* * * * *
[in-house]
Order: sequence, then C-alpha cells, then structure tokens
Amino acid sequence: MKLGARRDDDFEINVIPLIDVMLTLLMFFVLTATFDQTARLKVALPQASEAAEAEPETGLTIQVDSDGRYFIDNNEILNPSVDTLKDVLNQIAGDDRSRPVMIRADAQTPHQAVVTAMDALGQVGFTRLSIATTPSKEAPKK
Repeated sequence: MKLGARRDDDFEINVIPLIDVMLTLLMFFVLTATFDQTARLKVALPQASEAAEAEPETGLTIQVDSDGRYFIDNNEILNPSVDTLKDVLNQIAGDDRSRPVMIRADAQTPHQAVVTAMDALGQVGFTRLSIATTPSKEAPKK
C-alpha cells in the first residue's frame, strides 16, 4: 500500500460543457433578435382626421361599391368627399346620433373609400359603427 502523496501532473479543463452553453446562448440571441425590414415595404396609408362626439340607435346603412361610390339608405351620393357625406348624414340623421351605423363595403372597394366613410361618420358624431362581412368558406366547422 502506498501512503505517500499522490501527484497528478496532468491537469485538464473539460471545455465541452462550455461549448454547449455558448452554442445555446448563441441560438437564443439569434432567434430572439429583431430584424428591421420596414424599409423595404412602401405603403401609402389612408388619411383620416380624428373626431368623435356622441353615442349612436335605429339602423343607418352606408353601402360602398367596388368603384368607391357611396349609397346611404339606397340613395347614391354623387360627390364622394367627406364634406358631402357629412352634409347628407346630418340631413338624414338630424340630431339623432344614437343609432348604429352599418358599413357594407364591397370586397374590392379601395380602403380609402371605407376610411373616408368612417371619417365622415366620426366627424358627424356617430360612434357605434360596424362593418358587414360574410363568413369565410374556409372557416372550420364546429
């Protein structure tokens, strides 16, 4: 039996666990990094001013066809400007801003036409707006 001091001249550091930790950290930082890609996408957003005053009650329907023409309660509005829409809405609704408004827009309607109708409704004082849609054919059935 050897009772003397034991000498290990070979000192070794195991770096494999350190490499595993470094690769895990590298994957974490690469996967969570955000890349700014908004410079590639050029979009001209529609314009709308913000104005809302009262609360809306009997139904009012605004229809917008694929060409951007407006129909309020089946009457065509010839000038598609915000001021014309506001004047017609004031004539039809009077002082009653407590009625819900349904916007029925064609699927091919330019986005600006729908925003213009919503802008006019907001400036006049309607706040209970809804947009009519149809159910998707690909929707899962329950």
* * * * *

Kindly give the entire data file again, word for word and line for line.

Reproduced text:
[in-house]
Order: sequence, then C-alpha cells, then structure tokens
Amino acid sequence: MKLGARRDDDFEINVIPLIDVMLTLLMFFVLTATFDQTARLKVALPQASEAAEAEPETGLTIQVDSDGRYFIDNNEILNPSVDTLKDVLNQIAGDDRSRPVMIRADAQTPHQAVVTAMDALGQVGFTRLSIATTPSKEAPKK
Repeated sequence: MKLGARRDDDFEINVIPLIDVMLTLLMFFVLTATFDQTARLKVALPQASEAAEAEPETGLTIQVDSDGRYFIDNNEILNPSVDTLKDVLNQIAGDDRSRPVMIRADAQTPHQAVVTAMDALGQVGFTRLSIATTPSKEAPKK
C-alpha cells in the first residue's frame, strides 16, 4: 500500500460543457433578435382626421361599391368627399346620433373609400359603427 502523496501532473479543463452553453446562448440571441425590414415595404396609408362626439340607435346603412361610390339608405351620393357625406348624414340623421351605423363595403372597394366613410361618420358624431362581412368558406366547422 502506498501512503505517500499522490501527484497528478496532468491537469485538464473539460471545455465541452462550455461549448454547449455558448452554442445555446448563441441560438437564443439569434432567434430572439429583431430584424428591421420596414424599409423595404412602401405603403401609402389612408388619411383620416380624428373626431368623435356622441353615442349612436335605429339602423343607418352606408353601402360602398367596388368603384368607391357611396349609397346611404339606397340613395347614391354623387360627390364622394367627406364634406358631402357629412352634409347628407346630418340631413338624414338630424340630431339623432344614437343609432348604429352599418358599413357594407364591397370586397374590392379601395380602403380609402371605407376610411373616408368612417371619417365622415366620426366627424358627424356617430360612434357605434360596424362593418358587414360574410363568413369565410374556409372557416372550420364546429
């Protein structure tokens, strides 16, 4: 039996666990990094001013066809400007801003036409707006 001091001249550091930790950290930082890609996408957003005053009650329907023409309660509005829409809405609704408004827009309607109708409704004082849609054919059935 050897009772003397034991000498290990070979000192070794195991770096494999350190490499595993470094690769895990590298994957974490690469996967969570955000890349700014908004410079590639050029979009001209529609314009709308913000104005809302009262609360809306009997139904009012605004229809917008694929060409951007407006129909309020089946009457065509010839000038598609915000001021014309506001004047017609004031004539039809009077002082009653407590009625819900349904916007029925064609699927091919330019986005600006729908925003213009919503802008006019907001400036006049309607706040209970809804947009009519149809159910998707690909929707899962329950």